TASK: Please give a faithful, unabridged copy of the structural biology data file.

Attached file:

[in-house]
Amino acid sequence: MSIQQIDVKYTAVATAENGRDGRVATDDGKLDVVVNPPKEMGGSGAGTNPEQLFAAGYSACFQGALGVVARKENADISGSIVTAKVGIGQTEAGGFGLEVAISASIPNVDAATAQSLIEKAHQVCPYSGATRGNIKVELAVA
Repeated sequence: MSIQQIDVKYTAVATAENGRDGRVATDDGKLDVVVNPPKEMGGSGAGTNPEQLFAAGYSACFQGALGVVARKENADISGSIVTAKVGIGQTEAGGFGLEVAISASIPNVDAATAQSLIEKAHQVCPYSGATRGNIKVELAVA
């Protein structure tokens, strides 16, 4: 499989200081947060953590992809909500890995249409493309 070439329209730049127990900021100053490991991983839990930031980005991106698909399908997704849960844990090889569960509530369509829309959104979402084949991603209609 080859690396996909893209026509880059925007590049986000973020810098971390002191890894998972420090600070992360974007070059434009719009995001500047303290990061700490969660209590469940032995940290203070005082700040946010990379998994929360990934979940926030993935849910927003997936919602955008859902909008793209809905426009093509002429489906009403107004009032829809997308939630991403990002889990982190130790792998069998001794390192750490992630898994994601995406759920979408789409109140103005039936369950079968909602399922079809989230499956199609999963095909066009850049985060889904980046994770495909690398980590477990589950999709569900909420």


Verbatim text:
[in-house]
Amino acid sequence: MSIQQIDVKYTAVATAENGRDGRVATDDGKLDVVVNPPKEMGGSGAGTNPEQLFAAGYSACFQGALGVVARKENADISGSIVTAKVGIGQTEAGGFGLEVAISASIPNVDAATAQSLIEKAHQVCPYSGATRGNIKVELAVA
Repeated sequence: MSIQQIDVKYTAVATAENGRDGRVATDDGKLDVVVNPPKEMGGSGAGTNPEQLFAAGYSACFQGALGVVARKENADISGSIVTAKVGIGQTEAGGFGLEVAISASIPNVDAATAQSLIEKAHQVCPYSGATRGNIKVELAVA
């Protein structure tokens, strides 16, 4: 499989200081947060953590992809909500890995249409493309 070439329209730049127990900021100053490991991983839990930031980005991106698909399908997704849960844990090889569960509530369509829309959104979402084949991603209609 080859690396996909893209026509880059925007590049986000973020810098971390002191890894998972420090600070992360974007070059434009719009995001500047303290990061700490969660209590469940032995940290203070005082700040946010990379998994929360990934979940926030993935849910927003997936919602955008859902909008793209809905426009093509002429489906009403107004009032829809997308939630991403990002889990982190130790792998069998001794390192750490992630898994994601995406759920979408789409109140103005039936369950079968909602399922079809989230499956199609999963095909066009850049985060889904980046994770495909690398980590477990589950999709569900909420």